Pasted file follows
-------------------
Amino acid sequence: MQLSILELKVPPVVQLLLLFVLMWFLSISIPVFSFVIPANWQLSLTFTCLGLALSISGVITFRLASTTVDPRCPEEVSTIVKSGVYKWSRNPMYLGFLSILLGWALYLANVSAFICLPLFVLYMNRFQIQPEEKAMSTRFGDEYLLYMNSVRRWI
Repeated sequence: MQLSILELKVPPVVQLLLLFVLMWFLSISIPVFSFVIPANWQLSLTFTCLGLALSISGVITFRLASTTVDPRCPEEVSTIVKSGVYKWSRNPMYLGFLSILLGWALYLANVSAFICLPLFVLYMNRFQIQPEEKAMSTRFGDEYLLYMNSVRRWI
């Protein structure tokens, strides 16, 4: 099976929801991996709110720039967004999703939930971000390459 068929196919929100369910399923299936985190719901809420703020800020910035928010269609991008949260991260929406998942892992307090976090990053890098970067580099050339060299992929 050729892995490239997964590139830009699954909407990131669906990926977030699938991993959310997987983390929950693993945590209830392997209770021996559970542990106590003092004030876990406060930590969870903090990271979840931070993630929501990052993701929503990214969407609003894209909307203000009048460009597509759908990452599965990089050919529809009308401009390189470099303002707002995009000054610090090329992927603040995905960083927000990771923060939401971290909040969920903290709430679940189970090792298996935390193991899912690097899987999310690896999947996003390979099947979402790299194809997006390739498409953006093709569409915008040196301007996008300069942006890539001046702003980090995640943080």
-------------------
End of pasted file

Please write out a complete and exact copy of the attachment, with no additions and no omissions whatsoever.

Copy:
Amino acid sequence: MQLSILELKVPPVVQLLLLFVLMWFLSISIPVFSFVIPANWQLSLTFTCLGLALSISGVITFRLASTTVDPRCPEEVSTIVKSGVYKWSRNPMYLGFLSILLGWALYLANVSAFICLPLFVLYMNRFQIQPEEKAMSTRFGDEYLLYMNSVRRWI
Repeated sequence: MQLSILELKVPPVVQLLLLFVLMWFLSISIPVFSFVIPANWQLSLTFTCLGLALSISGVITFRLASTTVDPRCPEEVSTIVKSGVYKWSRNPMYLGFLSILLGWALYLANVSAFICLPLFVLYMNRFQIQPEEKAMSTRFGDEYLLYMNSVRRWI
């Protein structure tokens, strides 16, 4: 099976929801991996709110720039967004999703939930971000390459 068929196919929100369910399923299936985190719901809420703020800020910035928010269609991008949260991260929406998942892992307090976090990053890098970067580099050339060299992929 050729892995490239997964590139830009699954909407990131669906990926977030699938991993959310997987983390929950693993945590209830392997209770021996559970542990106590003092004030876990406060930590969870903090990271979840931070993630929501990052993701929503990214969407609003894209909307203000009048460009597509759908990452599965990089050919529809009308401009390189470099303002707002995009000054610090090329992927603040995905960083927000990771923060939401971290909040969920903290709430679940189970090792298996935390193991899912690097899987999310690896999947996003390979099947979402790299194809997006390739498409953006093709569409915008040196301007996008300069942006890539001046702003980090995640943080």